We occasionally see SUVs lowered, tricked out with some performance gear, and given a sport trim label. These are usually barely less top-heavy than their nonsport counterparts. When it comes to Porsche, though, you would expect the company's sports-car DNA to infuse its SUV.
The 2011 Porsche Cayenne S largely meets these expectations, handling nimbly at high and low speeds, and using an efficient engine to hit 60 mph in about 5.6 seconds.
With most SUVs, we approach turns carefully, ever conscious of how inertia likes to play with 3 tons of metal perched a foot off the ground. But not so the Cayenne S. We quickly grew comfortable enough with its carlike stability to throw it recklessly into corners. But it does have limits.
Our SUV came with all the Cayenne's available active suspension equipment, including an adjustable air suspension, Porsche Dynamic Chassis Control (PDCC), and Porsche Active Stability Management (PASM). PDCC uses the sway bars to actively counter body roll, while PASM provides active damping power to the shocks, and can be adjusted by the driver between Normal and Sport modes. Additionally, the air suspension lets the driver set the ride height of the Cayenne S.
We bombed down an excellent series of twisty mountain roads, with turns occasionally displaying signs recommending 10 mph. The Cayenne S handled these better than most other SUVs, but it was still not sports-car sharp. The suspension technology does not entirely counteract the physics, so we still felt the car lean a little, or the front end plow into understeer just a bit.
All Cayennes have all-wheel drive, and our Cayenne S also came with the optional Porsche Torque Vectoring Plus system (PTV Plus), which pushes the outside wheel harder in a turn than the inside wheel, helping the car rotate better. We felt undeniable rotation while cornering this car, but felt it could have been dialed up a little more.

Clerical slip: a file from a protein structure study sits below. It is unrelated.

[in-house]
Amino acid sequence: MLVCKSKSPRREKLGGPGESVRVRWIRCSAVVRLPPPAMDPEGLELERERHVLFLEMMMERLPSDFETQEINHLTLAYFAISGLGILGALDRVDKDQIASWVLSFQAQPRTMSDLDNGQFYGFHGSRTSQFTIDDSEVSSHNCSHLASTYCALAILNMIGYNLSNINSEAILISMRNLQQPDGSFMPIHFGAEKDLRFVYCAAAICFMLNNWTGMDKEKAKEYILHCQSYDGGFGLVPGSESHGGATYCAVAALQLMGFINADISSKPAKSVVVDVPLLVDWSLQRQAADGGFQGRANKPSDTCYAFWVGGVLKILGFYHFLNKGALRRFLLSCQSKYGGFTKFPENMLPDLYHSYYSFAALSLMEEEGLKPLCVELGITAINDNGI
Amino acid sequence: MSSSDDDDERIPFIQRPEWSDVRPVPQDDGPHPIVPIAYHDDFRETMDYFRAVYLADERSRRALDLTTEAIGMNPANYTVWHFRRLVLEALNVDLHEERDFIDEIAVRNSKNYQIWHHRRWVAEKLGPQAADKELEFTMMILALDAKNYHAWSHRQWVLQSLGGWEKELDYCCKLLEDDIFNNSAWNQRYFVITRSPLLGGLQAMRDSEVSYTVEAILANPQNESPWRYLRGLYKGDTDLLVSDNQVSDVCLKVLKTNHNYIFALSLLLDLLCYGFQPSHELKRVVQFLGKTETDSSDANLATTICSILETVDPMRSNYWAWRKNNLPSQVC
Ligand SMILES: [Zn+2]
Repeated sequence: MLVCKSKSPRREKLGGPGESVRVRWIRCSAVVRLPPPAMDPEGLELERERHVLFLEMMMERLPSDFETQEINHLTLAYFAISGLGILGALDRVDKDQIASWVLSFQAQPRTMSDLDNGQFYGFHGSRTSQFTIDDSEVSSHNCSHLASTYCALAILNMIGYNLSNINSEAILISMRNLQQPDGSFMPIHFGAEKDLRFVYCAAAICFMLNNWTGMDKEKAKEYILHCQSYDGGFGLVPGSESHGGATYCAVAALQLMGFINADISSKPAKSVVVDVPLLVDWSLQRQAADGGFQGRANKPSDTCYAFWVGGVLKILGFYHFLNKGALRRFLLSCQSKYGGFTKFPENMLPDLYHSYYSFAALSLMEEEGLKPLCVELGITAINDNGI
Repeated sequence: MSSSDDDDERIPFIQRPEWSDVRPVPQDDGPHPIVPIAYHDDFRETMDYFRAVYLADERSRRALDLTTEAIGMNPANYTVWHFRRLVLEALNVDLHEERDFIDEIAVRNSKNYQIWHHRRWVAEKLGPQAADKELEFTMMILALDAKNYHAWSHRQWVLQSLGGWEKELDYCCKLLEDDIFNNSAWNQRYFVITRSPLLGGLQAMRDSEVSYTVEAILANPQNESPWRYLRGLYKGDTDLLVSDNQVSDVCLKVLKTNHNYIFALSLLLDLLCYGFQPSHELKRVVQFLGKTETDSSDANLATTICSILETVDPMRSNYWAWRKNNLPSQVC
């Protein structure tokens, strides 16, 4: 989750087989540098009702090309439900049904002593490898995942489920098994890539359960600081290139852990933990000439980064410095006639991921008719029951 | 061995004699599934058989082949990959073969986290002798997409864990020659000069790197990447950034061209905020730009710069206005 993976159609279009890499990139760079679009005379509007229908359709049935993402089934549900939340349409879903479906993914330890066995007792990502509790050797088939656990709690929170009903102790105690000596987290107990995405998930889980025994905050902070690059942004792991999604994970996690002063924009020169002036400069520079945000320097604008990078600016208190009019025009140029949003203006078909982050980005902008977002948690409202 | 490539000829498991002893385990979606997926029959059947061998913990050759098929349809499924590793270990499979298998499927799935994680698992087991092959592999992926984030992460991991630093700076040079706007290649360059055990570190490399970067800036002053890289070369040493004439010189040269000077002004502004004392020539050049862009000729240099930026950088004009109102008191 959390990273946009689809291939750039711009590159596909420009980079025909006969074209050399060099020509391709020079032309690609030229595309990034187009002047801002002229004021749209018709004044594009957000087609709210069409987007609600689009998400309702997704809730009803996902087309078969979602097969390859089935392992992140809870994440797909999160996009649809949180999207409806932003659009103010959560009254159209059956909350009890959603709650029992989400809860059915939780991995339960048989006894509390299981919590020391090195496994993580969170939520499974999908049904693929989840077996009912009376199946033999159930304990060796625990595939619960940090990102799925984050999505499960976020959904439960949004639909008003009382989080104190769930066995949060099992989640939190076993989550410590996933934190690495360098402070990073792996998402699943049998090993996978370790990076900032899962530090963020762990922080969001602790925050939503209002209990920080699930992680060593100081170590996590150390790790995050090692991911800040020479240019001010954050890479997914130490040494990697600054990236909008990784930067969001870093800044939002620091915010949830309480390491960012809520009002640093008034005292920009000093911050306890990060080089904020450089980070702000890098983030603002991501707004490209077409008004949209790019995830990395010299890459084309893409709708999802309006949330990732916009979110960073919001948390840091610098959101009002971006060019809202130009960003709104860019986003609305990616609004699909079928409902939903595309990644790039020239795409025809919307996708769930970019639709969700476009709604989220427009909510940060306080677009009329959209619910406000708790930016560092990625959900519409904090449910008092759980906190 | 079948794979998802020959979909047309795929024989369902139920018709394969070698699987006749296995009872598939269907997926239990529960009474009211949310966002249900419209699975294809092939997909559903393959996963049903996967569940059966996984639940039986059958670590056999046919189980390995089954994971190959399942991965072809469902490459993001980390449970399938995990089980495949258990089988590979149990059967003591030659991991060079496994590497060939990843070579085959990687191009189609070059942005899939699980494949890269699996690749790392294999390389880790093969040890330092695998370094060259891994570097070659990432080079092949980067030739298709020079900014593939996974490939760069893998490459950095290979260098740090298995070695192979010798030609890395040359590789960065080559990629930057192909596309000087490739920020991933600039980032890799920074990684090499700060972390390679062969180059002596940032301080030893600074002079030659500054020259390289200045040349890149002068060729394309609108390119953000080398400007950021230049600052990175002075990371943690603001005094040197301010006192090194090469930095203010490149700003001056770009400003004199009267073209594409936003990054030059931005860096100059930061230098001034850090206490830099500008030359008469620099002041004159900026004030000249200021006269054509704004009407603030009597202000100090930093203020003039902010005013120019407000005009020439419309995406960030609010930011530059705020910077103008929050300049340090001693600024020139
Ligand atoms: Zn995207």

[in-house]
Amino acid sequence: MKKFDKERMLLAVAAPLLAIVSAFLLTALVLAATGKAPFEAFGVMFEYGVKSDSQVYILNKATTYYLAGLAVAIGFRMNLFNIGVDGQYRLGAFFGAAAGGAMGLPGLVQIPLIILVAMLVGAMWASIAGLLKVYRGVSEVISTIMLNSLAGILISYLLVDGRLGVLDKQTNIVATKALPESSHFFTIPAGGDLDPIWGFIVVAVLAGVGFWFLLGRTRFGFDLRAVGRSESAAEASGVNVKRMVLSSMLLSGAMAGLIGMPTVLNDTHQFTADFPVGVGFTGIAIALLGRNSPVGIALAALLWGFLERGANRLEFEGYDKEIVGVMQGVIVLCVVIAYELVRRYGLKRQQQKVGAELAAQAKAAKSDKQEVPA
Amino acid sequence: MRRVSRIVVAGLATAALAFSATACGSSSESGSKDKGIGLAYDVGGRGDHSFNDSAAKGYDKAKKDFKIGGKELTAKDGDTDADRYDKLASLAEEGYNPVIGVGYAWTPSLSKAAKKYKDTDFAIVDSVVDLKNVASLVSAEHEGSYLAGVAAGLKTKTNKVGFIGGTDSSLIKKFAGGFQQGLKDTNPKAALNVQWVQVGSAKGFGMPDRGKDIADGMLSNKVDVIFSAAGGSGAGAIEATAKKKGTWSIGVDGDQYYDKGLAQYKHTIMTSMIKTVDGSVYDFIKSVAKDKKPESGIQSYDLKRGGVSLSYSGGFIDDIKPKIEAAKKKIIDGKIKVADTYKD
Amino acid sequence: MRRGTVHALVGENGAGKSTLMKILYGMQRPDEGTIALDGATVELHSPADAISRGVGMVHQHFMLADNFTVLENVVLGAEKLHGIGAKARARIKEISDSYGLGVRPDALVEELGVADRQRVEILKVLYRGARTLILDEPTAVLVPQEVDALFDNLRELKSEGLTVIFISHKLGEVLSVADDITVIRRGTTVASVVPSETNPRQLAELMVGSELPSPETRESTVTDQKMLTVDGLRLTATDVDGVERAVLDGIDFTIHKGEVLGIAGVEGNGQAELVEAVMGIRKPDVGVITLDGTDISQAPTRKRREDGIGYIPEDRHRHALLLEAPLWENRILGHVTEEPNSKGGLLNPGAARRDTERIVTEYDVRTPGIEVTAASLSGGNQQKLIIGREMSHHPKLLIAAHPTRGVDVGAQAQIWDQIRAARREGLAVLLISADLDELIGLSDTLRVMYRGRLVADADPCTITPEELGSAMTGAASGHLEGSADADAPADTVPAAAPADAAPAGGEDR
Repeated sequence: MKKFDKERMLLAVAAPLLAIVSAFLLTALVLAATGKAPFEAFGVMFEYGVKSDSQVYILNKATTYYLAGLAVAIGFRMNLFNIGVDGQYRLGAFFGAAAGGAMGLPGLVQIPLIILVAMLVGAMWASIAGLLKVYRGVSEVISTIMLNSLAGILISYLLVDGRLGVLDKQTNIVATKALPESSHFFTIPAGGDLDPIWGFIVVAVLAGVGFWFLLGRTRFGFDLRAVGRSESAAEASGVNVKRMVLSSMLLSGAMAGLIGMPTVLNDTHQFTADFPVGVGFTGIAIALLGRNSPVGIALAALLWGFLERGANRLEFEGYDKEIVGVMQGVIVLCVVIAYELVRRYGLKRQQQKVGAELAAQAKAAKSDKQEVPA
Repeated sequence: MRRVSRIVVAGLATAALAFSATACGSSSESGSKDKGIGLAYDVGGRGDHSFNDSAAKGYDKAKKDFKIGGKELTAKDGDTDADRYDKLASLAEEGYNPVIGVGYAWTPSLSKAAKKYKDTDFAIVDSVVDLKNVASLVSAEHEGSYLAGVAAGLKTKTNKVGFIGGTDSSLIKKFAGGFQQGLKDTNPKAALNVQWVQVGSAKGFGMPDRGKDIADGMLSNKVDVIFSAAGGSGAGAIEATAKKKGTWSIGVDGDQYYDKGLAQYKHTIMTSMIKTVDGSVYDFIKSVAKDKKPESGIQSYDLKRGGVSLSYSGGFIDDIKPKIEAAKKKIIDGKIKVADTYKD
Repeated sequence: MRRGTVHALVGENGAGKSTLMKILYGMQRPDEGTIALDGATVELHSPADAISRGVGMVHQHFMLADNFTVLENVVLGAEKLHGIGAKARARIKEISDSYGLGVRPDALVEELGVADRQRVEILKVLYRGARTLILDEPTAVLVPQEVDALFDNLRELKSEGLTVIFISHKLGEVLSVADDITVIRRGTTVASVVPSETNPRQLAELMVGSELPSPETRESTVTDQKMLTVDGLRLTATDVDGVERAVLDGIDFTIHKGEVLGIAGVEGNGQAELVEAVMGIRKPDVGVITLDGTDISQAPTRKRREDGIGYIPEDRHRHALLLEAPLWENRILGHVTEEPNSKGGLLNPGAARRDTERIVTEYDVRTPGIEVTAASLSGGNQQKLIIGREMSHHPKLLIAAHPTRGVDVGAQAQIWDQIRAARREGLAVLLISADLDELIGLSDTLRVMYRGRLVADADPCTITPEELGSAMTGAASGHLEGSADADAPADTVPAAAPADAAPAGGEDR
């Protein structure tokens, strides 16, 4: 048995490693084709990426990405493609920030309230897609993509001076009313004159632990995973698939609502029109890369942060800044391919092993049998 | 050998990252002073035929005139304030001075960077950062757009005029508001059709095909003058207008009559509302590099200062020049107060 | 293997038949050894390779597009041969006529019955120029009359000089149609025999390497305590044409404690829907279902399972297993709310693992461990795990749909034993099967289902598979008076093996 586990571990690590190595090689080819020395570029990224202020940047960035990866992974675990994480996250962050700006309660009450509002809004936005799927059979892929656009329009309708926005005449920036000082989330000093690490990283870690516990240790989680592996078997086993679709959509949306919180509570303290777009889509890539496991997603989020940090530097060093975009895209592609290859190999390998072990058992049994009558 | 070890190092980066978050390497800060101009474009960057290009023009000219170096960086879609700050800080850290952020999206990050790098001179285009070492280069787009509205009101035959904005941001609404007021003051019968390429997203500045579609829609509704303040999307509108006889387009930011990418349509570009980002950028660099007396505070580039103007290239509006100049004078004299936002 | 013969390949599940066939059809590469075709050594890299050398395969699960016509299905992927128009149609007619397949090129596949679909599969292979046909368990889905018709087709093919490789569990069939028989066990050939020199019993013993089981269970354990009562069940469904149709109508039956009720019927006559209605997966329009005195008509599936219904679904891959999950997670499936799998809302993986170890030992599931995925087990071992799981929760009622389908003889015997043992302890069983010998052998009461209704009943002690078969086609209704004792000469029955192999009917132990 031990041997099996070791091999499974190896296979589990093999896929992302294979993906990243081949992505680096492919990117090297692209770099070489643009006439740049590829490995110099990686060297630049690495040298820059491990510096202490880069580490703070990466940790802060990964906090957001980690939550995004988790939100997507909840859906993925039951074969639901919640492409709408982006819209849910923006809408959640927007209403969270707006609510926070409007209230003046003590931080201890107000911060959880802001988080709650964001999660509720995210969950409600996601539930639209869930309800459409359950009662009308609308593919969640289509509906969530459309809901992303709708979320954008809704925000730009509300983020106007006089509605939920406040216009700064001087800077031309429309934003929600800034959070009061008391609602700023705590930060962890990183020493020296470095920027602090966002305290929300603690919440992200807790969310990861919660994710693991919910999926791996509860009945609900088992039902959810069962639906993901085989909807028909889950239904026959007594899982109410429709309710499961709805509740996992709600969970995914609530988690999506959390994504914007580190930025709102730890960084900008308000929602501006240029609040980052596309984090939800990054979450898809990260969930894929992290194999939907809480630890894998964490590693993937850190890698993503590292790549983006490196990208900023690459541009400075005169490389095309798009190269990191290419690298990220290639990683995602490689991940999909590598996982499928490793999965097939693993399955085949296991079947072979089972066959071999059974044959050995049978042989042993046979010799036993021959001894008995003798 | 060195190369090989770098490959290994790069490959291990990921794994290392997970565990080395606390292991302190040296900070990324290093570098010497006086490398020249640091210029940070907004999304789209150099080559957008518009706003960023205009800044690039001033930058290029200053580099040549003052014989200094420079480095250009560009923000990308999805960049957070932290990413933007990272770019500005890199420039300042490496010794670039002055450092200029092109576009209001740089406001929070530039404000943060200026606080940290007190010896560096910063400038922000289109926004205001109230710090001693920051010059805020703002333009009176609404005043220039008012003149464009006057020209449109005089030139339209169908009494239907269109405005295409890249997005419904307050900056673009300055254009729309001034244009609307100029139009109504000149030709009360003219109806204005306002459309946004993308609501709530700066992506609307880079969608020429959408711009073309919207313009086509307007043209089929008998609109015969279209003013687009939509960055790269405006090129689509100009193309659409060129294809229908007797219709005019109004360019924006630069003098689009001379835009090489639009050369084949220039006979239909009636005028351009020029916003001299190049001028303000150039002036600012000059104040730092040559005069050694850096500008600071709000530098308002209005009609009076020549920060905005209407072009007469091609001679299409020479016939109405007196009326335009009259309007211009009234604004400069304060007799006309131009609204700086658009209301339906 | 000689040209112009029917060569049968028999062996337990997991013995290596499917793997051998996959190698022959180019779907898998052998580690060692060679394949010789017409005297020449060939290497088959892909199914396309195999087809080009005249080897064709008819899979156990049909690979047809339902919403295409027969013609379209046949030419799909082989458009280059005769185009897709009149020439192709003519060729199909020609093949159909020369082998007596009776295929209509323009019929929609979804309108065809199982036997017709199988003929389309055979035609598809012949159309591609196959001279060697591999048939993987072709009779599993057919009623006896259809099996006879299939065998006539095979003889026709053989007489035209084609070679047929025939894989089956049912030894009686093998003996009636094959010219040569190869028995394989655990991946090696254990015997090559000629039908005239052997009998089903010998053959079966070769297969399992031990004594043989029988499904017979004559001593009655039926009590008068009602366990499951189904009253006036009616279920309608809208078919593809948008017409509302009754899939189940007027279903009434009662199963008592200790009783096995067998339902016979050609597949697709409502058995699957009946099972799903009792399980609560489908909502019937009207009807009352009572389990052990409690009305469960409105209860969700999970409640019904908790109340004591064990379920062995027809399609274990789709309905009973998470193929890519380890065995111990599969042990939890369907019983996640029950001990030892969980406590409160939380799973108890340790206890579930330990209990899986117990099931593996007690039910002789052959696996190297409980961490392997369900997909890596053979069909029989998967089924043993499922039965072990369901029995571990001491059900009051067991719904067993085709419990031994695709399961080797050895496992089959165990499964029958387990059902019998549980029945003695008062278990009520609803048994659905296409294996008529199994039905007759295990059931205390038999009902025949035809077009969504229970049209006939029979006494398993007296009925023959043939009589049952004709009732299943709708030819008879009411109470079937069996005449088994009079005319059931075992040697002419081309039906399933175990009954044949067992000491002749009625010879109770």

We are big fans of these stability and cornering systems, but it feels as if they were nerfed in the Cayenne S in favor of making the car more tractable for pedestrian tasks such as the daily commute or grocery runs. BMW's X5M felt like it took much more advantage of similar technologies.
Similarly, although the eight-speed automatic works well as an all-purpose transmission, with smooth shifts and very tall gears to improve freeway fuel economy, it falls just a little short of full sport performance. Shifts, whether in manual or automatic modes, are not as snappy as we would like, making us wait for that ever-desirable power.
The transmission does some very cool things, such as holding onto low gears following a turn, allowing for a quick buildup of speed. It did not downshift aggressively in reaction to braking, but stepped down readily when we hit the gas. Engaging the drivetrain's Sport mode, a separate button from the chassis Sport mode, made the car more likely to stay in lower gears while increasing throttle response.
Porsche's long history of engine design pays off in the Cayenne S, with a direct-injection 4.8-liter V-8 smoothly generating 400 horsepower and 369 pound-feet of torque. As we mentioned above, Porsche puts the 0-to-60 mph time of the Cayenne S at 5.6 seconds. We found we could achieve that speed in second gear easily.
The V-8 bolts forward readily, but in normal traffic the Cayenne S can be a little too jumpy. Modulating the gas pedal takes some finesse. But we appreciated the power on tap when taking advantage of a gap in traffic.